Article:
Recently the current N.S.W. transport minister known only as Andrew Constance, in a move that seemed as though the government was throwing all of its toys out of the pram in order to teach us all a lesson (or something) because it decided that juvenile knee-jerk reactions were far better than actually openly addressing issues, decided to announce that, after the amount of complaints received last year from users of the bus network in the inner west, the inner west bus routes were going to be privatised, although the fares and routes were still going to be controlled by the government.
In response, it was shown that private buses received more complains in the last year than state-operated buses.
From there, a number of bus drivers went on a twenty-four hour strike despite it being deemed illegal by the Industrial Relations Commission.
It caused a lot of issues, but it’s hard to blame them.
Despite assurances of contract extensions and that more jobs would be created due to Sydney’s expansion, they went on strike because their holding their jobs was thrown into limbo as private bus services have no obligation to keep staff on when the contract switches over.
It may not have been a good knee-jerk reaction to a knee-jerk reaction, but I find it difficult to condemn the strike.
Andrew Constance had no difficulty condemning the reaction, although in reading how Andrew Constance talks, it would seem that he has no difficulty condemning any action that he does not deem as appropriate.
Hew could have opened dialogue before the strike became a thing and begun speaking with transparency.
However, he did not and instead used a a tactic that was far too common: he put all the blame on the unions and the Labor party.
Not only did he do this, but he decided that it would be best to be as unprofessional in his language as possible and spout what would appear to be guilt trips.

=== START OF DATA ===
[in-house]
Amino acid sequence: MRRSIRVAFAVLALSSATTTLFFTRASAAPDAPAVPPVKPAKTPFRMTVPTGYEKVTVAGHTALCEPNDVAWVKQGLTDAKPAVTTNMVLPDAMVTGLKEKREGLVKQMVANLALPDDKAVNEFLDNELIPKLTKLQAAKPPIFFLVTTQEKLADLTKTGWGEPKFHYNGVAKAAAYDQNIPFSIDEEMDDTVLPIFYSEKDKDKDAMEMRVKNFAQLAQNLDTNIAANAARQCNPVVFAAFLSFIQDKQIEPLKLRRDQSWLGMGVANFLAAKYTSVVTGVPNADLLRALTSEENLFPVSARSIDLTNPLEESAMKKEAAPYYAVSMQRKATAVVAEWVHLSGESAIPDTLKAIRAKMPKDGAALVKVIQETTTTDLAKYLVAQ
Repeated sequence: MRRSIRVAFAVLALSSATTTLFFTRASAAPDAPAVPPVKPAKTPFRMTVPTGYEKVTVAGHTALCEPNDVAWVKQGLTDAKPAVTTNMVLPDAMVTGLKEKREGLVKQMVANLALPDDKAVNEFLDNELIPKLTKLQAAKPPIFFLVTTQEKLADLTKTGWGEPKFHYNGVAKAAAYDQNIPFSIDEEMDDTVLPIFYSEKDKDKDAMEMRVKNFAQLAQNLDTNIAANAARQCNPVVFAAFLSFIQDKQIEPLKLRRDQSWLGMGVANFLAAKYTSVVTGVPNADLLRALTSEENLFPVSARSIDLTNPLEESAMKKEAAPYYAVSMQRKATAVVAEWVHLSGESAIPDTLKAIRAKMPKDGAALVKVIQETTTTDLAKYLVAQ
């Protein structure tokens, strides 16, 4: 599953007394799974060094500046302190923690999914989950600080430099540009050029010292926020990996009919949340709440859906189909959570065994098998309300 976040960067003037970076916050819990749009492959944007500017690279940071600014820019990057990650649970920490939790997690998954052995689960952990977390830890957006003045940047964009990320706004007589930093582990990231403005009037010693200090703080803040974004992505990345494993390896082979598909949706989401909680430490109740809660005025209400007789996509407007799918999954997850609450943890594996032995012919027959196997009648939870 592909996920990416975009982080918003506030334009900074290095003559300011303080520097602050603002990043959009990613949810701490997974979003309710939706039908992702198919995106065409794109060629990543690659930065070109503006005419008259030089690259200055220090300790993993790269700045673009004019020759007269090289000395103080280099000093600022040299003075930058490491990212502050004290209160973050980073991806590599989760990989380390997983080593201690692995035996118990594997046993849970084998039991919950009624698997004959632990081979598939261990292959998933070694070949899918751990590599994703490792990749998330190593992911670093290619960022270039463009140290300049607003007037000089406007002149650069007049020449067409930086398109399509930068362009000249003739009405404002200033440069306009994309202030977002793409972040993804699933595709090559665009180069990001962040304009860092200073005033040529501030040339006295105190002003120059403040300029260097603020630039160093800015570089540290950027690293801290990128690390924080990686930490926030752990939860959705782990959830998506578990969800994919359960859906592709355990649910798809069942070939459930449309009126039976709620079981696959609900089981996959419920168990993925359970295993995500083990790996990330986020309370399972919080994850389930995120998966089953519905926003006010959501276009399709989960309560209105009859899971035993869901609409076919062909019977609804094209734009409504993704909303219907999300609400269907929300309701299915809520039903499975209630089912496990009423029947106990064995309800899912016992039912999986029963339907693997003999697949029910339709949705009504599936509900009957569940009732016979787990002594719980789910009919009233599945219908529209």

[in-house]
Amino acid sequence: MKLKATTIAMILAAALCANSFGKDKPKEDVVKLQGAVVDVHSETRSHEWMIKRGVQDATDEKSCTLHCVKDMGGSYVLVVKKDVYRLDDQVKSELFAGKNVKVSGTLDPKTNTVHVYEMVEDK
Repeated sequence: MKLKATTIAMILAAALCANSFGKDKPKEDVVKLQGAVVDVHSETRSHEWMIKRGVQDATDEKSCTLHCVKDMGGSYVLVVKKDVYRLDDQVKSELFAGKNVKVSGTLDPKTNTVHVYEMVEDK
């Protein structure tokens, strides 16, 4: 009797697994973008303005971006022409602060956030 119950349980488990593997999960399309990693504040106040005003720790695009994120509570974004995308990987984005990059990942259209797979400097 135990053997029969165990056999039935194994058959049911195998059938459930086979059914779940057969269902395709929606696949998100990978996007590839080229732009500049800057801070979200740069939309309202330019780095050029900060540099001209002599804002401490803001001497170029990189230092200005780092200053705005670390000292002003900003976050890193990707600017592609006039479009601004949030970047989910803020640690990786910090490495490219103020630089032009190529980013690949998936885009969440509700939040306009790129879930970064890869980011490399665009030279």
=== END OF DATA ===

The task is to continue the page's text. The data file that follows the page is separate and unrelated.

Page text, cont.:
Now I’m not sure what privatizing the bus routes will bring. There’s no guarantee that it will make the services better. It might be a good action, but at the moment all it does is make the government look like they aren’t interested in looking at what is causing the issues and working to rectify them. If the privatisation goes ahead and the private bus companies end up doing a much better job, it makes the transport minister, and by extension the government, look incompetent in their ability to manage public assets.
A strike may not have been the best way to go about things, but to reveal that you may be unfit for your position in the state government, both in speech and action is far worse.
It does not endear people to someone who may be trying to get them passed off as one of the people. All it does is garner disrespect.
Some people may look at this and say that the people of the inner west are privileged and that’s fine. They’re allowed to think whatever they want to think, despite it not being about privilege at all. It’s about the state government mismanaging public assets and then deciding to have them privatised, which is not what people have asked for because people don’t want to see what is rightfully theirs sold.
I don’t think that the government remembers that they are the employees of all citizens; even those that don’t vote for them. I think that citizens forget this as well.
It is the governments responsibility to be as transparent as possible with its plans and follow the will of the people. People were passing on feedback in their complaints. They weren’t asking for bus services to be privatised. What the state government has announced could be seen as a betrayal of the trust put into them.
I’ve had a colleague of mine suggest that this could lead to the reduction of public transport services if they are revealed as being non-profitable. It seems ridiculous, but considering the track record of recent governments of N.S.W, it’s something that may need to be considered.
The privatisation could end up being beneficial. It may not be.
Ultimately, the complaints should be addressed and attempts to rectify them should be made apparent. The most likely issue is buses running late and that will most likely have to do with traffic congestion, which can be reduced if people are provided incentive to use public transport, instead of having incentive taken away, leading to those in the outer west (as well as some in other areas) working out that it is cheaper for them to have a private motorised vehicle on the road than it is to use public transport.
Furthermore to this, the government should always be under scrutiny, regardless of how much you support whichever party is governing. They are the employees of the people. The less that criticism and dissatisfaction is displayed and fed through to them, the less that they will be willingly transparent and representative of the citizens over which they govern.
Edit: I need to note that some of the services in the south of Sydney are going to be privatised as well, which is just as much, if not more of a disappointment, than the inner west services being privatised.